The debate on Europe is largely dominated by doomsayers. The dominant discourse is that the European Union is in disarray. European policymakers are unable to get their act together. There is an increased rift between the creditor North and the indebted South. Economically speaking, Europe will be stuck in a recessionary environment for the next ten years, or more. Demographically, Europe is getting older by the day. And what is worse, the energy necessary to keep all these old people warm needs to be imported. Socially, there will be increased tensions between the ‘haves’ and the ‘have-nots’ and between nationals and foreigners, who are absolutely necessary to fund the pensions of the elder, but who are unwelcomed by an Old Continent full of bigotry. For all these reasons, Europe is bound to be less influential in foreign affairs. Its overall structural decline is unstoppable. The best scenario the Europeans can hope for is for the EU to become a huge museum.
Fortunately, the always controversial Andrew Moravcsik disagrees with this fatalistic assessment on the future of Europe. In a recent lecture given at Johns Hopkins University, he makes the bold claim that Europe not China will be the next superpower alongside the US. This might sound Eurocentric, but Moravcsik has a point. The EU as a bloc remains the second biggest military power in the world, with two countries, the UK and France, permanent members of the UN Security Council. The EU has also the largest GDP and it is by far the biggest exporter of goods and services and the largest receiver and sender of foreign direct investment in the world. Per capita income in the EU is $32.000. In China it is $6.000. This is on the hard power side. On soft power, the EU excels even more. It is by a big margin, the biggest aid donor and the largest contributor to international organisations, and it has more foreign students in its universities than the US. When pollsters ask people around the world what kind of political system do they like the most, 50 percent prefer the European model while only 25 percent choose the US. Taking into account the life expectancy, the welfare systems, the amount of vacations, and the social rights in the Old Continent, is there any surprise that most people in the world would like to be born in Europe?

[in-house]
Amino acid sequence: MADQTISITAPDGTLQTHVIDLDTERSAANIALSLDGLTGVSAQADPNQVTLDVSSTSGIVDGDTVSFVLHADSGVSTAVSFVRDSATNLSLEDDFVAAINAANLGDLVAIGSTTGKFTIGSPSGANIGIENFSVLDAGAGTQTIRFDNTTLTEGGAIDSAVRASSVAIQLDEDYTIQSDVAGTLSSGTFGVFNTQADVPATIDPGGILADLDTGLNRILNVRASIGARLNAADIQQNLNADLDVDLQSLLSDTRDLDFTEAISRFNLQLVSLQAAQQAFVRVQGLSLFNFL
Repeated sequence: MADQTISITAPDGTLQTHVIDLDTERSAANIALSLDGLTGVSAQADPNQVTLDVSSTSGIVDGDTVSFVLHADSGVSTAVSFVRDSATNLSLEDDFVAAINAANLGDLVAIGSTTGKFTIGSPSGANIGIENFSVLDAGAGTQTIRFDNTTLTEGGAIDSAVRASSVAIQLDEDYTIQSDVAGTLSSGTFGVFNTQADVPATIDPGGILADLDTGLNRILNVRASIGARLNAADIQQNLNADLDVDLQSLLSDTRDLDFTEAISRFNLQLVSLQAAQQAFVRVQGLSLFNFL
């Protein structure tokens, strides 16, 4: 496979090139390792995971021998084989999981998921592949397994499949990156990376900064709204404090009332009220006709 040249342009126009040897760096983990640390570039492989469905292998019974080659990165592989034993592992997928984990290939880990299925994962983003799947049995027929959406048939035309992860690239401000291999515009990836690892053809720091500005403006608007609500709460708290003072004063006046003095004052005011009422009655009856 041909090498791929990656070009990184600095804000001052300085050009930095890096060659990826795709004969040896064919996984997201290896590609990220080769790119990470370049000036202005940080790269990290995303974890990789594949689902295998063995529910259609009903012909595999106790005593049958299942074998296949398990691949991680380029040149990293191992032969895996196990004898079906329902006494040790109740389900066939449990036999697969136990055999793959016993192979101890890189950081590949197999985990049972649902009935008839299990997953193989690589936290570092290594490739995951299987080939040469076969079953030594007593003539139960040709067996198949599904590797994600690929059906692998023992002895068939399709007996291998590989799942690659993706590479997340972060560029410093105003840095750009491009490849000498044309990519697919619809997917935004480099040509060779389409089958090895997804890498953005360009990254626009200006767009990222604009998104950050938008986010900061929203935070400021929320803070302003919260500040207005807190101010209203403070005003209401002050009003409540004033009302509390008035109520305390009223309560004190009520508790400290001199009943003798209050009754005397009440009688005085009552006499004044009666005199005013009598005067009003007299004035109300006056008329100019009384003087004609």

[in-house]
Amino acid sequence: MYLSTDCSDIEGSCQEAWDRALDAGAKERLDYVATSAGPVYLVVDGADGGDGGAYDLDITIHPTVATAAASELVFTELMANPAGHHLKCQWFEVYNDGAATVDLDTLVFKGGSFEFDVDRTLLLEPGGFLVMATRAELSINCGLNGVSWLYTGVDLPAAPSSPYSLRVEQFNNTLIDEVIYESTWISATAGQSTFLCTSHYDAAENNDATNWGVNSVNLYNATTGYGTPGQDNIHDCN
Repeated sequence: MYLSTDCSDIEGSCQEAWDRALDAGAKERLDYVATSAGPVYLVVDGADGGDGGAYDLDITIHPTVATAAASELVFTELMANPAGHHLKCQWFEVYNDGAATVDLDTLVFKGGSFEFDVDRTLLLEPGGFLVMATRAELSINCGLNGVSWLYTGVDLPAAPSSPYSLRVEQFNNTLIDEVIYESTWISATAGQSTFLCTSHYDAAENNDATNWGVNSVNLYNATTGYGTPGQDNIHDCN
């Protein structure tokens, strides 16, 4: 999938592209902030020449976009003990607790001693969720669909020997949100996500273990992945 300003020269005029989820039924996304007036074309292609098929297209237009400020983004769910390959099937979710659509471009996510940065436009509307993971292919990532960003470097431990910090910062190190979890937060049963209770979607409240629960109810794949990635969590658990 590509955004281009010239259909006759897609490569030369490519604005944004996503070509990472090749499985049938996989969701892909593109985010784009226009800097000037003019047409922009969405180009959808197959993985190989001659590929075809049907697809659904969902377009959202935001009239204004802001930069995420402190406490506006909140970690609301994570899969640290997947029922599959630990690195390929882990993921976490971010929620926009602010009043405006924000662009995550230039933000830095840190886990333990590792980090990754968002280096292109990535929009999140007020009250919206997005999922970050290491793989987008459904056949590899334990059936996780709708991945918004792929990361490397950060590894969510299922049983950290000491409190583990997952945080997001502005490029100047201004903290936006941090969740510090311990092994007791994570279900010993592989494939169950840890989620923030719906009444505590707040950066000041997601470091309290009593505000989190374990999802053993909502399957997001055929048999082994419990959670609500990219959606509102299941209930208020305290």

Moravcsik is right when he says that the problem of Europe is that it is engulfed in pessimism. The US by contrast is in a permanent self-promotion campaign. Europe should be much prouder of what it has. Right now official unemployment figures are twelve percent in the EU and seven percent in the US. At first glance these numbers indicate the US is coming out of the crisis faster. But appearances are deceptive. If we count US workers that have given up looking for work, the US unemployment figure is around ten percent. Furthermore, it needs to be remembered that before the crisis the unemployment rate in the EU was already at eight percent, while in the US it was at five percent. Although there are 27 million unemployed in the EU, certainly a dramatic figure, there are 42 million Americans living on food stamps, almost the equivalent of the entire population of Spain. More importantly, inequality is lower in Europe than in the US. Even relatively unequal countries such as Greece, Italy, Portugal and Spain have Gini coefficients lower than the US.